Daniel 9 – 70 Weeks
As mentioned in the introduction, Daniel 9 is written in Hebrew, and not in Aramaic, meaning that this chapter is merely written to the Jews, or written regarding the Jews. The main part of the ninth chapter is not a prophecy as such, but tells us about Daniel praying and confessing his own and his people’s sins:
Then I set my face toward the Lord God to make request by prayer and supplications, with fasting, sackcloth, and ashes. And I prayed to the Lord my God, and made confession, and said, “O Lord, great and awesome God, who keeps His covenant and mercy with those who love Him, and with those who keep His commandments, we have sinned and committed iniquity, we have done wickedly and rebelled, even by departing from Your precepts and Your judgments. Neither have we heeded Your servants the prophets, who spoke in Your name to our kings and our princes, to our fathers and all the people of the land. (Daniel 9:3-6)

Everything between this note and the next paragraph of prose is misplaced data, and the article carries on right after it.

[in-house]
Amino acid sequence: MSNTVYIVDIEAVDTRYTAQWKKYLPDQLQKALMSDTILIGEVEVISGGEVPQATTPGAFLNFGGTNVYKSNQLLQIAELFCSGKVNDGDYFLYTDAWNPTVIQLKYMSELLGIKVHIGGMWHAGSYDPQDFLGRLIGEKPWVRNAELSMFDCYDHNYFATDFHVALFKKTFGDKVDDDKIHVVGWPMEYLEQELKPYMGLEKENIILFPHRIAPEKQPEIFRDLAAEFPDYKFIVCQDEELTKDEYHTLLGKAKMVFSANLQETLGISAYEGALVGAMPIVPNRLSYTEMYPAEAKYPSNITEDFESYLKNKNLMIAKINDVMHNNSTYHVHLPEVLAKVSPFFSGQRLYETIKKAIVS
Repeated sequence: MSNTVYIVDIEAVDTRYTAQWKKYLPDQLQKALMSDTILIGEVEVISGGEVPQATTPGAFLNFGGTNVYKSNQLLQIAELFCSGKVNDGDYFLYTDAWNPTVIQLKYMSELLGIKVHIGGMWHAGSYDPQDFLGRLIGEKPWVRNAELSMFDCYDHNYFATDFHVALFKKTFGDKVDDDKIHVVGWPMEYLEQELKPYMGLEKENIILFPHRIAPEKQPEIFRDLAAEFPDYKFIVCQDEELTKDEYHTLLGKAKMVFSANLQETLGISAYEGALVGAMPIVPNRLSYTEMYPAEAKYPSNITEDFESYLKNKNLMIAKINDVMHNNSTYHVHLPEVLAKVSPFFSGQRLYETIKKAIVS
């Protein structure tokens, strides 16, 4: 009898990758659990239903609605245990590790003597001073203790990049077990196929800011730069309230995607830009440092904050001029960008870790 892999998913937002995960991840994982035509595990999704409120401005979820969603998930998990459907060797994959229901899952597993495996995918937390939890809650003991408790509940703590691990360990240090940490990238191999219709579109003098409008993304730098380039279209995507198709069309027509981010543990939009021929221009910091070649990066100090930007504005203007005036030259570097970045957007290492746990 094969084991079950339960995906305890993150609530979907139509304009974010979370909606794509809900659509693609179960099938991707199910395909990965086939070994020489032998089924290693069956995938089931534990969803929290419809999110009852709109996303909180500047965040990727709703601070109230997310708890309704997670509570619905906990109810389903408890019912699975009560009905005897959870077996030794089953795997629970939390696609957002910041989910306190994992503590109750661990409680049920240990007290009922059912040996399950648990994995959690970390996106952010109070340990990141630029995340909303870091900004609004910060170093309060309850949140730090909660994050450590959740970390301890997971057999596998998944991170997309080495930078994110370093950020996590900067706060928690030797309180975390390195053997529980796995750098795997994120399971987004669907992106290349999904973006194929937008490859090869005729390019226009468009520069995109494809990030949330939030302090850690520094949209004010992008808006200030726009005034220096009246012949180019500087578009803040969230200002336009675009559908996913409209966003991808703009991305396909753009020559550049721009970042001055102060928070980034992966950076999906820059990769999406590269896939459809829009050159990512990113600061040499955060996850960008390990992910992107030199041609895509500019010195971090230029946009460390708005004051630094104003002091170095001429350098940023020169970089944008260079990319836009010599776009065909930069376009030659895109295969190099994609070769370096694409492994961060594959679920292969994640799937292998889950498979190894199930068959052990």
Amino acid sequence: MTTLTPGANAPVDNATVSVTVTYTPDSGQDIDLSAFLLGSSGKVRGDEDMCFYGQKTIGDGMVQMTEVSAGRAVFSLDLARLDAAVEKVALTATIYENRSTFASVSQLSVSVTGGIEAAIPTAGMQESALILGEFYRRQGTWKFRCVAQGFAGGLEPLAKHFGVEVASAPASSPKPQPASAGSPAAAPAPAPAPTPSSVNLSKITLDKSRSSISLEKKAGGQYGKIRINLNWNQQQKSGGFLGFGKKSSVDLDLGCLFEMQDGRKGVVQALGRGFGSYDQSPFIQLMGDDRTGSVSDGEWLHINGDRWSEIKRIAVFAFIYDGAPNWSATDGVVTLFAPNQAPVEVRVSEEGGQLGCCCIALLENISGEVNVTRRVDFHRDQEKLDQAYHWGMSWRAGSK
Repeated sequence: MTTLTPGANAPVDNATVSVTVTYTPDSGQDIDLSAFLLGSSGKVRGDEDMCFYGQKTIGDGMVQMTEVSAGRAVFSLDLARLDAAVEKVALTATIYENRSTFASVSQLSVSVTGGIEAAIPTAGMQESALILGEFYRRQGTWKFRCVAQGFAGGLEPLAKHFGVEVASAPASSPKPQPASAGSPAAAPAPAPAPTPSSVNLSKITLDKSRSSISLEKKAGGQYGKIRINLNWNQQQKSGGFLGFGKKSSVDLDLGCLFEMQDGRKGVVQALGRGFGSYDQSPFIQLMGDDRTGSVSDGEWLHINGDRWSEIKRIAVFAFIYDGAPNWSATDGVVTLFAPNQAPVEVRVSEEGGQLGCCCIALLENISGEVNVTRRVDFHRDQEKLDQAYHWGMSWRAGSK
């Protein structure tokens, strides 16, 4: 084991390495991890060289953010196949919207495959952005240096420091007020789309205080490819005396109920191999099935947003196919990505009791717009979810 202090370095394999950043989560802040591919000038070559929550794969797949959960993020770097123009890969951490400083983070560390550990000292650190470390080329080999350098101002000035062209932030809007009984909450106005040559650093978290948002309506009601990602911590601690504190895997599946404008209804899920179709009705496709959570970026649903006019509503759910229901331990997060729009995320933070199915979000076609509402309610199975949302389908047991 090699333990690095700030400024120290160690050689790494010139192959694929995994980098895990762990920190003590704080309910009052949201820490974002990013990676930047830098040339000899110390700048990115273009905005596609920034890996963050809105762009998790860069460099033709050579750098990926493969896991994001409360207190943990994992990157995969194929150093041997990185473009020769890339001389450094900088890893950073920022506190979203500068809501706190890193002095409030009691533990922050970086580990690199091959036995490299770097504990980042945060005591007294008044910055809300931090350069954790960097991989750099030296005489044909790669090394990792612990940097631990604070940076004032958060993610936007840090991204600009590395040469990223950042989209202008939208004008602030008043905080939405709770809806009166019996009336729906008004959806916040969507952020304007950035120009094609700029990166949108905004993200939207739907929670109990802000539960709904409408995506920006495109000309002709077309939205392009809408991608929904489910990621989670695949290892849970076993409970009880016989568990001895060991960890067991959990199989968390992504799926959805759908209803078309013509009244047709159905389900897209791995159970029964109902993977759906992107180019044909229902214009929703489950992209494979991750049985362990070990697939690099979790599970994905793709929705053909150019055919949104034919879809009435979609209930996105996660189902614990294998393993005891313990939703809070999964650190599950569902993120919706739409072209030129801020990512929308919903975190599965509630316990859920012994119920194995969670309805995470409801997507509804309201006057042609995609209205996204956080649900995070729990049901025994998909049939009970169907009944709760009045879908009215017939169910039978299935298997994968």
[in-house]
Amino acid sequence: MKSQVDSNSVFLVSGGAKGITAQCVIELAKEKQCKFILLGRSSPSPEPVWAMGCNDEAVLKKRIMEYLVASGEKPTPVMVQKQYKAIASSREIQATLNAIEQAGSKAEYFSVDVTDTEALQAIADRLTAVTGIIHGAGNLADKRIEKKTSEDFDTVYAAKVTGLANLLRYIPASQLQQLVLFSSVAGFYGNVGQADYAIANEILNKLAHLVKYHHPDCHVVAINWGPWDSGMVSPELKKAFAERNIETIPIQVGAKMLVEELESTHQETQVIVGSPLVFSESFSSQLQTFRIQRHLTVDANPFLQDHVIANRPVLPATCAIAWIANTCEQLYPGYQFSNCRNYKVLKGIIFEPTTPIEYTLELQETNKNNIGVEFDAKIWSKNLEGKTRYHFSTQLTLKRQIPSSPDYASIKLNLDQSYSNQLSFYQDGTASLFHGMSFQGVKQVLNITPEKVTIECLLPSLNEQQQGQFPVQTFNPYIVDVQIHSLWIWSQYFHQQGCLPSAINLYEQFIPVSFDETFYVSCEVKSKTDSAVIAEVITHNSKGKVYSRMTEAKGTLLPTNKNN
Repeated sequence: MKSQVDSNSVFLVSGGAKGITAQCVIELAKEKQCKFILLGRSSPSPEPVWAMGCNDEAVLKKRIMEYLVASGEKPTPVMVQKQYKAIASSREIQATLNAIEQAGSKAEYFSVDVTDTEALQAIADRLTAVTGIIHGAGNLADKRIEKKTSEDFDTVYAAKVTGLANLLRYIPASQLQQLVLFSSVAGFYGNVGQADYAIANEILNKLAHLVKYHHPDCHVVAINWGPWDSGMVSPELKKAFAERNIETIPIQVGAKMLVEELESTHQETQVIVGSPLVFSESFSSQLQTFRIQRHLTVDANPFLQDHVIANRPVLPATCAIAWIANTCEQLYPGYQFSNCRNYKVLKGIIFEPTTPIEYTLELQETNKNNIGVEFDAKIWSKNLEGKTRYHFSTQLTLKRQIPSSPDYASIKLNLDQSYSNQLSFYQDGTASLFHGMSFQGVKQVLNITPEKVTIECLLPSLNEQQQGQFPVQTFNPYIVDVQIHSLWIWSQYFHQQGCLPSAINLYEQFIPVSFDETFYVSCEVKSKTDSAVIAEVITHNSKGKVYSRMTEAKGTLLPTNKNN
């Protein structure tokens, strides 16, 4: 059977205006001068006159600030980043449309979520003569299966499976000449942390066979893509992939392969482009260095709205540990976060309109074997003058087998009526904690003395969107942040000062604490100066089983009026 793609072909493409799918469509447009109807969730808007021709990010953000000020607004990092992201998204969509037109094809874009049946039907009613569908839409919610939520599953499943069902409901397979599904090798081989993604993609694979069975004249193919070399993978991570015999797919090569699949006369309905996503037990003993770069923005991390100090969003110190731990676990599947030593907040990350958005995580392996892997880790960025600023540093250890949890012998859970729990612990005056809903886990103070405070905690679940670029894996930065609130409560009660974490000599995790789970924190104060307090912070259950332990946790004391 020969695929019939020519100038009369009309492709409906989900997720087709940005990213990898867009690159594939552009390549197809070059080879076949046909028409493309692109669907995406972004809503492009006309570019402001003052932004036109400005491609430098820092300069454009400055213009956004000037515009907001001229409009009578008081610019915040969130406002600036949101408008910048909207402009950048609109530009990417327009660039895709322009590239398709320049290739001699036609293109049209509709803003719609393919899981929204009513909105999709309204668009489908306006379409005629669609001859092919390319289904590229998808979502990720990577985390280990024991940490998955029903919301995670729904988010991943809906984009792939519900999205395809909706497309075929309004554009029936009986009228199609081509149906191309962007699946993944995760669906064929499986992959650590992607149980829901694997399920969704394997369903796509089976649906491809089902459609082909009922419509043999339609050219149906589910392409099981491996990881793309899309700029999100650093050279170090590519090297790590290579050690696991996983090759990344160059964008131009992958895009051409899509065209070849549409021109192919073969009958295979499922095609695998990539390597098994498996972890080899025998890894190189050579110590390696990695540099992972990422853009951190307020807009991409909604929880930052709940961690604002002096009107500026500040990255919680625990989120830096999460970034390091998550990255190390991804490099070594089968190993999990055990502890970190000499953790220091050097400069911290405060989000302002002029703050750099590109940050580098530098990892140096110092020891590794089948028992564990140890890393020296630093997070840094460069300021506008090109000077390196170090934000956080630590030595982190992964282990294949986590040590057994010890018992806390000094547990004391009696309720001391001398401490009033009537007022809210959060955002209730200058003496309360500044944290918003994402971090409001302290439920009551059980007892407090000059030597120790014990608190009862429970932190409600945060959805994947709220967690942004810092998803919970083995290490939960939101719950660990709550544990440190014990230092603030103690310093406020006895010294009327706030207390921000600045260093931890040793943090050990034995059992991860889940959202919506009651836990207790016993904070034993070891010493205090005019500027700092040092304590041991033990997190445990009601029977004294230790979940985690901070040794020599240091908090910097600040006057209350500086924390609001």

Daniel’s prayer is not a prayer for God to reveal secrets about the future. It is nothing else than a genuine and helpless prayer for salvation and forgiveness, both for himself, and for his people. His prayer includes a strong reminder to God about who He is and His promises to His people. The prayer has its “Amen” in a massive, helpless shout to God for help:
O Lord, hear! O Lord, forgive! O Lord, listen and act! Do not delay for Your own sake, my God, for Your city and Your people are called by Your name. (Daniel 9:19)
It is very interesting that these two aspects, Daniel’s humble helpless prayer for himself and his people, and him reminding God of His promises, opens the door for Daniel as it does:
And he informed me, and talked with me, and said, “O Daniel, I have now come forth to give you skill to understand. At the beginning of your supplications the command went out, and I have come to tell you, for you are greatly beloved; therefore consider the matter, and understand the vision. (Daniel 9:22-23)
The prophetic message to Daniel is short, only 4 verses:
Seventy weeks are determined